NEW YORK — When David C. Banks helped open the first Eagle Academy for Young Men in the South Bronx in 2004, he had a goal firmly in mind.
“We were looking at the plight of what was happening with young men of color, particularly Black young men," Banks said. "The graduation percentage was 32% of Black boys graduating from high school.”
Now considered a shinning success, Eagle Academy has six locations and 98% of their graduates are accepted to college.
But while Eagle Academy students soar, in New York City as a whole, Black students continue to lag behind their classmates in almost every measure of academic achievement.
“Instead of school being the place where we put Black males on a path to success, often we see the opposite,” explained Dr. Pedro Noguera, dean of the University of Southern California’s Rossier School of Education.
A disparities report commissioned by New York City’s Young Men’s Initiative found the high school graduation rate for Black male teens is 70% that of white male teens. For every 1,000 black males who graduate from high school, only 156 are ready for college or a career.
“By the time that they're done with the 12th grade, if they graduated at all, for far too many of our children, it's almost like they did a prison bid," Banks said.
The gap begins long before high school. The disparities report found for students in grades 3-8, Black males had the lowest English proficiency rate with 139 students meeting or exceeding standards for every 1,000 who took the English exam. Black males also had the lowest math proficiency rate with 167 student students meeting or exceeding standards for every 1,000 who took the math exam.
“Once you start to fall behind from a literacy standpoint, it becomes really difficult to catch up,” Banks said. “Over time, when boys and young men find that they can't catch up, they become more and more frustrated.”
Dr. Adriana Villavicencio, former deputy director of NYU’s Research Alliance for New York City Public Schools, said the data shows it's not that students aren't trying hard enough or that they're not academically skilled enough to succeed.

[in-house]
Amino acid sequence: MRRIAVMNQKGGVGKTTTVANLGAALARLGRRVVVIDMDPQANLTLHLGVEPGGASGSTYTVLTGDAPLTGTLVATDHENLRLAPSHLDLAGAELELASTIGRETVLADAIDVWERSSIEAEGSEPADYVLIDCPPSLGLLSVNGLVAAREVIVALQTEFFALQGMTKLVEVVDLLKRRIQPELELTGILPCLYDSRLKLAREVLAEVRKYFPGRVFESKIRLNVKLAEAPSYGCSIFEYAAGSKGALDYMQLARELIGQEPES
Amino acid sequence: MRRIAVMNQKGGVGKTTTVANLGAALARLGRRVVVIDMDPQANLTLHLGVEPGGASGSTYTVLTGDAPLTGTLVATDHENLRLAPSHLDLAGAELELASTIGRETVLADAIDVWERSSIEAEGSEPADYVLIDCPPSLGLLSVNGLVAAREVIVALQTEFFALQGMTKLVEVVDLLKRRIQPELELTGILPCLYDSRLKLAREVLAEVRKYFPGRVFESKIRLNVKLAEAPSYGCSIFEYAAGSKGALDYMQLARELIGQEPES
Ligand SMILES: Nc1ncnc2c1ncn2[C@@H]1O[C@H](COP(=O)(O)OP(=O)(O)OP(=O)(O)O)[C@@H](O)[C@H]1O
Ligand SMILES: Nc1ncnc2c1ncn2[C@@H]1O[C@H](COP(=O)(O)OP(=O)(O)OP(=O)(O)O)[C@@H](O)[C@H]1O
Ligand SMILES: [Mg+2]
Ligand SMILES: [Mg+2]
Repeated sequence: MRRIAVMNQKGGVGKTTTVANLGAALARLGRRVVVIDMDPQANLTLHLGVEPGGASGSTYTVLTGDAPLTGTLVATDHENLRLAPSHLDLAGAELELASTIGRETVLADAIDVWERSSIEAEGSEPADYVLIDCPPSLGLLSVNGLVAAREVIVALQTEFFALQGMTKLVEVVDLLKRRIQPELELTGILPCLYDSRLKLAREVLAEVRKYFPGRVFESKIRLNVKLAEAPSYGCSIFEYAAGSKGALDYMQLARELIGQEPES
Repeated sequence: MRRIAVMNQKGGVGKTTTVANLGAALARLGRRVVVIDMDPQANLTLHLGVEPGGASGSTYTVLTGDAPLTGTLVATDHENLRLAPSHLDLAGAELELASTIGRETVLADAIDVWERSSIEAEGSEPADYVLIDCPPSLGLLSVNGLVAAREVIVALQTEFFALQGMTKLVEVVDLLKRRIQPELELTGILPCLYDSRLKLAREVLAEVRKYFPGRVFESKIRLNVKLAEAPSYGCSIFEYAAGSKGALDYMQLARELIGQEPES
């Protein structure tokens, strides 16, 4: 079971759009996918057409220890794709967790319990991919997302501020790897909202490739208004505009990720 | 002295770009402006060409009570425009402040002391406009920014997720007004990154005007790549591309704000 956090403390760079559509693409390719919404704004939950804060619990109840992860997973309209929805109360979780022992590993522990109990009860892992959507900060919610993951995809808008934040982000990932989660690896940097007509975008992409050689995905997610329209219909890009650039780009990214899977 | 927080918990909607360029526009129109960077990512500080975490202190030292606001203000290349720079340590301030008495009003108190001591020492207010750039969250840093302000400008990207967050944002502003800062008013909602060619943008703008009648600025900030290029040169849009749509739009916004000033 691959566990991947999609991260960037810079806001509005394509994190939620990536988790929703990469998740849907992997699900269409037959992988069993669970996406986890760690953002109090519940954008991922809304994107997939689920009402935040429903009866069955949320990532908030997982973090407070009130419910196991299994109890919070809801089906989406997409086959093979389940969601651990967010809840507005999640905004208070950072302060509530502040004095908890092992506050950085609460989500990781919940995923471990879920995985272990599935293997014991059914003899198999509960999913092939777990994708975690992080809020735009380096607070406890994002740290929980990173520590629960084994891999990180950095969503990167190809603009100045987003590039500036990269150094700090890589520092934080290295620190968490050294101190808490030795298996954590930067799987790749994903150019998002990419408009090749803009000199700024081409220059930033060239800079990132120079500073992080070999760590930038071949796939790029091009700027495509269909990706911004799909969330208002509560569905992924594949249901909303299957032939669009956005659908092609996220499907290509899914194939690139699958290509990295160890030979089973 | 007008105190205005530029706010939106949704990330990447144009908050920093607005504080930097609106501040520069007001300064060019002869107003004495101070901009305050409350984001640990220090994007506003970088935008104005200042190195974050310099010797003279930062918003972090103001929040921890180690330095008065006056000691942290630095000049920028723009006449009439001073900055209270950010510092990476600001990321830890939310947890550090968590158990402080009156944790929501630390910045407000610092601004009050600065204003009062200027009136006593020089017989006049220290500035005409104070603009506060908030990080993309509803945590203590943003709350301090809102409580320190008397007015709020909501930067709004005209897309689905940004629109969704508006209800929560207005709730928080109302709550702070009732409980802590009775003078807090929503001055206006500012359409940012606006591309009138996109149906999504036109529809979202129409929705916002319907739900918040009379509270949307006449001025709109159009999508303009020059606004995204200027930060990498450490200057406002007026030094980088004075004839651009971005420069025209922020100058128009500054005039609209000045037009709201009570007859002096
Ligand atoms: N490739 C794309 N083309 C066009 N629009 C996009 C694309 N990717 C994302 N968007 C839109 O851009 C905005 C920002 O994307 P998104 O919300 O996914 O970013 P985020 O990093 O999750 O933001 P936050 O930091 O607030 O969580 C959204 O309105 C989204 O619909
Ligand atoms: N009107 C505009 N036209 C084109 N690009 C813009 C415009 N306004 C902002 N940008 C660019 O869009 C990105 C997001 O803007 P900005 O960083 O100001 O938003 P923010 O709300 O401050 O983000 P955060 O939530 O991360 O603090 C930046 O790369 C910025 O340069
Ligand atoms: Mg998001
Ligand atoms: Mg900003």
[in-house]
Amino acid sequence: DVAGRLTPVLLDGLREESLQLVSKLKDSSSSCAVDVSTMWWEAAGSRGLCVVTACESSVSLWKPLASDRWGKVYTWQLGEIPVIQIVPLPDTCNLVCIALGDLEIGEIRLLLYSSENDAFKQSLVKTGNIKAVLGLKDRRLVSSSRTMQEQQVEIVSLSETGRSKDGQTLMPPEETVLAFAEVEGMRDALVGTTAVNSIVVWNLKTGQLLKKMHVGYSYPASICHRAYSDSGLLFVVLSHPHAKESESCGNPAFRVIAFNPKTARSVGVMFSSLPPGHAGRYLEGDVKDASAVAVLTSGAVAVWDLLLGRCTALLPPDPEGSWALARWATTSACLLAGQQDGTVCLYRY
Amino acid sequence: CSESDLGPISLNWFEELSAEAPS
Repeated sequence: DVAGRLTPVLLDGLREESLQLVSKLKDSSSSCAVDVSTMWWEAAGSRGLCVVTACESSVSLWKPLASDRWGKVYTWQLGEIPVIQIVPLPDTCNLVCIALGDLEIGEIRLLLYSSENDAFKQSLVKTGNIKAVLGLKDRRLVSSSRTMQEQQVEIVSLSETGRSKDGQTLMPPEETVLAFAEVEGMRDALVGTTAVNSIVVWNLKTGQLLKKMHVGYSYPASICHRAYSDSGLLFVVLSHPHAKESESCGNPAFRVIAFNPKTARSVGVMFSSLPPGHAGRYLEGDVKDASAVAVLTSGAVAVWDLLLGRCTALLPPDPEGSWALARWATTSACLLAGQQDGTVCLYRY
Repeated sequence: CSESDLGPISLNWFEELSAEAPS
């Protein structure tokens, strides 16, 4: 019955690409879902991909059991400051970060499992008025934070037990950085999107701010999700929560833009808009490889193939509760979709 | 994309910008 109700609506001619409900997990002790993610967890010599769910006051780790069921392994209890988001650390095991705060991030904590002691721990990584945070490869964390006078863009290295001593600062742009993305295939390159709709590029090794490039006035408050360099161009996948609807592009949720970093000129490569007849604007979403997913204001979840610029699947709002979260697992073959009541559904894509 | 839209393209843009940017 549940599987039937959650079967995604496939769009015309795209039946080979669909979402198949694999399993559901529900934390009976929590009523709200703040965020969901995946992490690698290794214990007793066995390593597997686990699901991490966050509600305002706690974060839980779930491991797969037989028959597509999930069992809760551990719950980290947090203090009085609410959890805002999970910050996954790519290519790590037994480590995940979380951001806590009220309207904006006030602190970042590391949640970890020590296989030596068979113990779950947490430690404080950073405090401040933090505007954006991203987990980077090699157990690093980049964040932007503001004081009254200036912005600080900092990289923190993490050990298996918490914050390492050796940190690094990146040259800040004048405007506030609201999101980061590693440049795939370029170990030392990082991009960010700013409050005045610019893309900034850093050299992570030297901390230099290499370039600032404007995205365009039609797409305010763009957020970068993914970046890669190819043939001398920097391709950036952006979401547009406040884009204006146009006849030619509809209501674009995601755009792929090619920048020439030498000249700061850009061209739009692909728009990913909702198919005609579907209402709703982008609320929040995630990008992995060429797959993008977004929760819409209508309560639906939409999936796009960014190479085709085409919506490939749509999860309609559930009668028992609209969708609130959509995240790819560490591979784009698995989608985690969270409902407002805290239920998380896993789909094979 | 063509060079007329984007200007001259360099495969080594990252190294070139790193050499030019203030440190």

“You really have to think of it as an educational manifestation of inequality,” Dr. Noguera said.
Parent Gerald Cannon and others like him are left frustrated; he’s fighting to help his 16-year-old son Clayton. Clayton attends a public school in the Bronx.
“I feel that they’re pipelining him,” Cannon said. “He requires additional help. I want that help for him and it’s been quite challenging to get it.”
Banks explained some of the problems for schools.
“So many teachers, even those who are deeply caring and committed, don’t have the tools necessary to know how to engage boys and boys of color," Banks said.
In his decades of experience, Banks found that students need to be engaged with a curriculum that matters to them.
"Whether it's cultural curriculum or it's community curriculum that's around things that they can see every day," Banks said. “Boys want to get up, they want to move, all children do.”
That can cause problems for them in school, according to Dr. Noguera, who wrote the book “The Trouble with Black Boys.”
“If you are a lack boy and you're restless, or you are a little rowdy in school, chances are you're going to receive punitive discipline," Noguera found.
While overall school suspensions have declined under the administration of Mayor Bill de Blasio, a 2018 report from The Education Trust New York found Black students in the city are suspended at five times the rate of white students.
"The cumulative effect of being removed from classroom, not only in the loss of instructional time but also the feeling of support of belongingness," Dr. Villavicencio said.
Jordan Stockdale, executive director of New York City’s Young Men’s Initiative, is working to provide young boys of color with more teachers who look like them.
“We have the most comprehensive program in the nation to hire men of color in the classroom called New York City Men Teach," Stockdale said. "It's already been responsible for 1,000 men of color in the pipeline to become New York City teachers.”
It doesn’t take much to make a difference. Having just one Black teacher lowers the high school drop out rate for Black students, according to The National Bureau of Economic Research. They found Black students who have two Black teachers in elementary school are 32% more likely to go to college.
Bonx mom Sade Keith's son Cashmere is in the 6th grade, this year. For the first time this year, Cashmere has two Black male teachers,
“He’s always smiling from ear to ear," Keith said.
It's made a real difference for the student.
“It makes me feel like when I get older, I can possibly be successful like they are,” Cashmere said. “If I wanted to, I could possibly be a teacher like them.”
For families in search of resources to help their sons, City Hall's Young Men's Initiative offers several programs including the newly launched Mentor's Matter initiative.
The Brotherhood Sisterhood Sol has also offered academic support and enrichment programs for city students since 1995.